Tag Archives: supreme court

8 Craft Stores To Shop At Instead Of Hobby Lobby

hobby lobby boycott

I learned about sweatshops towards the end of junior high and I remember being deeply troubled. A burgeoning activist, I decided to boycott all clothing stores that sold products made in sweatshops. A quick AOL internet search (#old) revealed that my boycott would actually be incredibly difficult — if not impossible — given that I did not have my own money, transportation or sewing skills. The boycott was abandoned. With the exception of the fair trade purchasing when I do when it’s convenient, it hasn’t reared its head since.

Boycotting Hobby Lobby, however, is easy. The first reason is that I’ve never actually laid eyes on one. Frankly, I didn’t know it existed before they took it upon themselves to save all the unborn fetuses of crafty shift-workers of America. There is only one Hobby Lobby in my hometown San Diego, and it’s about an hour’s drive from my family home. The same is true in Boston, the other American city in which I’ve dwelled. In my current home of Melbourne, Australia, there is literally not a Hobby Lobby in the hemisphere. So you see, my boycott is a bit ridiculous but also VERY MEANINGFUL, you know?

I say this because I know that a boycott can be inconvenient. As the tidal wave of shit that is the recent Supreme Court decision drifts further into the past, it will seem less important to drive an extra 10 minutes to buy your yarn. Keep reading »

How To Ignore The Relentless Flow Of Sexist BS So You Don’t Live In Constant Rage

How to Ignore the Relentless Flow of Sexist BS So You Don't Live in Constant Rage

As you all know, the Supreme Court of what is apparently a democratic republic founded on the principle of individual liberty and respect for the diversity of humanity decided this week that women aren’t included in that vision because $$$ > women OBVIOUSLY. Thanks, capitalism!

I’ve noticed that a lot of you guys are upset about it. That’s unfortunate! I, on the other hand, have done everything I can to stem my anger, because having to truly acknowledge the fact that we’re regressing toward politics pre-1912 on top of living with daily catcalling, normalized sexual harassment, misogynist murder sprees, and an arts culture that’s exclusive and derisive to women might actually make me have an aneurysm. Instead, I’ve developed a list of best practices going forward for dealing with with misogyny, sexism, and the systematic oppression of women. Onward! Keep reading »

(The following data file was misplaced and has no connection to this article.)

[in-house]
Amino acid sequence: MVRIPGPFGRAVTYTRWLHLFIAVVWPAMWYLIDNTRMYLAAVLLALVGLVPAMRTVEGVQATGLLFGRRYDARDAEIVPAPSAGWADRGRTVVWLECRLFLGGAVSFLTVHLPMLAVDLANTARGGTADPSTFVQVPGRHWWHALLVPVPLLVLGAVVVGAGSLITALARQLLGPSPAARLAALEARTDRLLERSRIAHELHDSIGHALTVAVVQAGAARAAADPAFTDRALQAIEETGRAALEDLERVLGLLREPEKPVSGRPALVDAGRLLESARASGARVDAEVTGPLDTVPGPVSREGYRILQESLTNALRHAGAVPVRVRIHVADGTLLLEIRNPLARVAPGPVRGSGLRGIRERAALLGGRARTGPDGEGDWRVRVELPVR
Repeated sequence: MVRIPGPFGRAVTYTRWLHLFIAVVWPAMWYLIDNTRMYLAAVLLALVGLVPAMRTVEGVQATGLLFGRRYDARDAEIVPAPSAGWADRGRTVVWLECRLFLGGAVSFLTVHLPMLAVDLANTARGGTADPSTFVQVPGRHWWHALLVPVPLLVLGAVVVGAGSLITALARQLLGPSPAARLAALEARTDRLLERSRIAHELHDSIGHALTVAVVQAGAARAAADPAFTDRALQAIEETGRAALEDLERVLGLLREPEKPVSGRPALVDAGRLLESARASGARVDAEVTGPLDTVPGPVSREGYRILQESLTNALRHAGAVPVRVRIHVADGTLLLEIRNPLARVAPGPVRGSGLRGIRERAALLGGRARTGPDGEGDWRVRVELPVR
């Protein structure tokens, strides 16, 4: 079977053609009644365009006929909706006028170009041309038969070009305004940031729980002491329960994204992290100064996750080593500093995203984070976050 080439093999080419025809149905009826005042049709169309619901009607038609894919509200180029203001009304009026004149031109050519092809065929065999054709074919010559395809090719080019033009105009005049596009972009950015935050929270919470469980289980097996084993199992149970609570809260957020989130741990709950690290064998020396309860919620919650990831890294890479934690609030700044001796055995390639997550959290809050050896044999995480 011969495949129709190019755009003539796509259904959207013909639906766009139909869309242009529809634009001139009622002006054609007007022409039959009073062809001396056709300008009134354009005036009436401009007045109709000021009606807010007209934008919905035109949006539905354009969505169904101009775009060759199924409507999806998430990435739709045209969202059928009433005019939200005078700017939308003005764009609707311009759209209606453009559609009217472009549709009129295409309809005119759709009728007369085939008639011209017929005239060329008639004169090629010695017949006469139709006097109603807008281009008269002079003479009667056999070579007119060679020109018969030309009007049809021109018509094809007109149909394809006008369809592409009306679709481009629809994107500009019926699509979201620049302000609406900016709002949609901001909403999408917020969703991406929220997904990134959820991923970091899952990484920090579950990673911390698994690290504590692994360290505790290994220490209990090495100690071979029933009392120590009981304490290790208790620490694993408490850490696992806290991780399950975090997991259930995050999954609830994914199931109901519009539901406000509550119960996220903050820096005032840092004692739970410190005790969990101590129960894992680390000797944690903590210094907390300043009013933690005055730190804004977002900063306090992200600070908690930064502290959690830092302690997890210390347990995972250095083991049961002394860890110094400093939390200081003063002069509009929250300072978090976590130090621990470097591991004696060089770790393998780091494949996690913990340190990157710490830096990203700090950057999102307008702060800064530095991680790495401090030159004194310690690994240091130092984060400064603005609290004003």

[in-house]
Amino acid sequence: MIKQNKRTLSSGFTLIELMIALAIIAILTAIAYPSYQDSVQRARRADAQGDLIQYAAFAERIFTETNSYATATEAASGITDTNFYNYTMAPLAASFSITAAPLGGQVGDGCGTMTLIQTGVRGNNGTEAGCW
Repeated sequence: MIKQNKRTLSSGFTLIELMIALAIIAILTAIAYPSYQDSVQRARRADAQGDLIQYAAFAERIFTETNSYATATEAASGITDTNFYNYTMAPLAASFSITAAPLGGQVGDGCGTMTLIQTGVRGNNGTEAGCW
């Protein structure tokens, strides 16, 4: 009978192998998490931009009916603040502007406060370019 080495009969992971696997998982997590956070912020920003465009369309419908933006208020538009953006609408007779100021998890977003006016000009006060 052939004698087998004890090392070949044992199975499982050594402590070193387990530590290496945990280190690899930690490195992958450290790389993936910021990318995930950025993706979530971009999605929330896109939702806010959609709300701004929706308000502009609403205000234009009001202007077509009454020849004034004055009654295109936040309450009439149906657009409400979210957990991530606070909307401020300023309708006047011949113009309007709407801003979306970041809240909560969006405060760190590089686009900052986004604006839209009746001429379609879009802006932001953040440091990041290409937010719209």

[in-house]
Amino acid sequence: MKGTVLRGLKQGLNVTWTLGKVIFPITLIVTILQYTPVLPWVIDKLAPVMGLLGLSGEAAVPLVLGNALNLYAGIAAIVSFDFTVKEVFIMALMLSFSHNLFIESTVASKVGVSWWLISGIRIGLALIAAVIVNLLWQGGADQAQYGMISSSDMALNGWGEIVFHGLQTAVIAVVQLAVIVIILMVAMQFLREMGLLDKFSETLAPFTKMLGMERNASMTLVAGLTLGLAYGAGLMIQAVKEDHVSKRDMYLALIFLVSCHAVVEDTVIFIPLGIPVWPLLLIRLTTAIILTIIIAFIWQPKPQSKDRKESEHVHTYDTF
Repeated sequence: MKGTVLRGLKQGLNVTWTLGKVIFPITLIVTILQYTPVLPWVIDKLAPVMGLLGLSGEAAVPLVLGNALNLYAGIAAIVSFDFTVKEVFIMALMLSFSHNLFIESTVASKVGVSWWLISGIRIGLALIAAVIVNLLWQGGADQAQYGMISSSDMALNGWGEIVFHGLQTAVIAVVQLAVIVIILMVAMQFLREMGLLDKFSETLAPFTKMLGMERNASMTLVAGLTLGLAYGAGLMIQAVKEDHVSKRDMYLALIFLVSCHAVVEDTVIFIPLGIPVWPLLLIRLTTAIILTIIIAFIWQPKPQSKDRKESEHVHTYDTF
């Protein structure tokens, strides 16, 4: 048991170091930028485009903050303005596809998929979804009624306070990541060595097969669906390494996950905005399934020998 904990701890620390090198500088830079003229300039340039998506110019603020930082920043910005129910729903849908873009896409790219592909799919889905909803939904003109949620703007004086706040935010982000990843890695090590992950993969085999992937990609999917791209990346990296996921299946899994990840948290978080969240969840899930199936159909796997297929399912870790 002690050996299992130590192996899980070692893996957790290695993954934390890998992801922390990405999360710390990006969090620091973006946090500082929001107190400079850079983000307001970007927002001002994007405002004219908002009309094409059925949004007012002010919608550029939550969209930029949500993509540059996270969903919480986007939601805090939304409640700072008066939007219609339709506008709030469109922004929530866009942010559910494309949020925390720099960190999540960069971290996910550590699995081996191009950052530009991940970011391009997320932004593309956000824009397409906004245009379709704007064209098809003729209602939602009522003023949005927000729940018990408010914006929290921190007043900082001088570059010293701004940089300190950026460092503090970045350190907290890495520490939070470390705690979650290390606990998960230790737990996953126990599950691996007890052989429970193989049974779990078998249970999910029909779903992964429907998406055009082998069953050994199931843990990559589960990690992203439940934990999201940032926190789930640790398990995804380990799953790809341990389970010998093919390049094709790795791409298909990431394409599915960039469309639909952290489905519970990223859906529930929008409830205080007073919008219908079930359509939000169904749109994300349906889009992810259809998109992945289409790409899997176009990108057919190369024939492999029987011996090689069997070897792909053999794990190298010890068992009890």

Guy Makes Justice Ginsberg’s Hobby Lobby Statement Into A Song

today's lady news
ginsberg song
"Oh, The Court, I Fear, Has Ventured Into A Minefield"
  • Well, that’s one way to react to the Supreme Court’s ruling today.
  • In case musical tributes to Supreme Court documents aren’t your jam, here’s a much quieter roundup of the eight best lines from Justice Ginsberg’s dissent. [Mother Jones]
  • Or there’s this one-act play inspired by the ruling, called “The Taming of the Slut.” [Happy Nice Time People]
  • Arm yourself with knowledge: 10 right-wing media myths about the Hobby Lobby case. [Media Matters For America]
  • The town of Latta, South Carolina has reinstated police chief Crystal Moore, who was fired by the town’s mayor because she is a lesbian. (Yeah, apparently that’s legal.) [Wonkette] Keep reading »

Supreme Court Rules Employers With Religious Objections Don’t Have To Cover Contraception

birth controll pills

The Supreme Court ruled today [PDF] that employers with religious objections to birth control are not required to cover contraception in health insurance plans for women under the Affordable Care Act. The court ruled 5-4 in favor of Hobby Lobby, a chain of craft stores owned by evangelical Christians who oppose birth control. The Obama administration had made a variety of concessions for religious employers like churches and religious non-profits, but this ruling affects for-profit businesses. (According to Amy Howe at SCOTUSblog, this ruling will not apply to publicly held corporations, just family-owned businesses when the owners in question are clearly religious.)

Update: Keep reading »

Supreme Court Rules In Favor Of Anti-Abortion Protesters In Clinic Buffer Zones Case

abortion protester

Today, the Supreme Court ruled in favor of anti-abortion protesters in a case regarding the First Amendment as it pertains to buffer zones around abortion clinics.

The state of Massachusetts had a 2007 law that forbids anti-abortion protesters from entering a 35-foot radius around the entrances of clinics, marked in yellow around the sidewalks. The law is meant to contain the intimidation, harassment and threats lobbed against staff, patients and escorts at the clinics.  McCullen vs. Coakley challenged the law, arguing that it was a violation of protesters’ free speech because the speech of those allowed inside the buffer zone was being privileged over that of those allowed outside the buffer zone.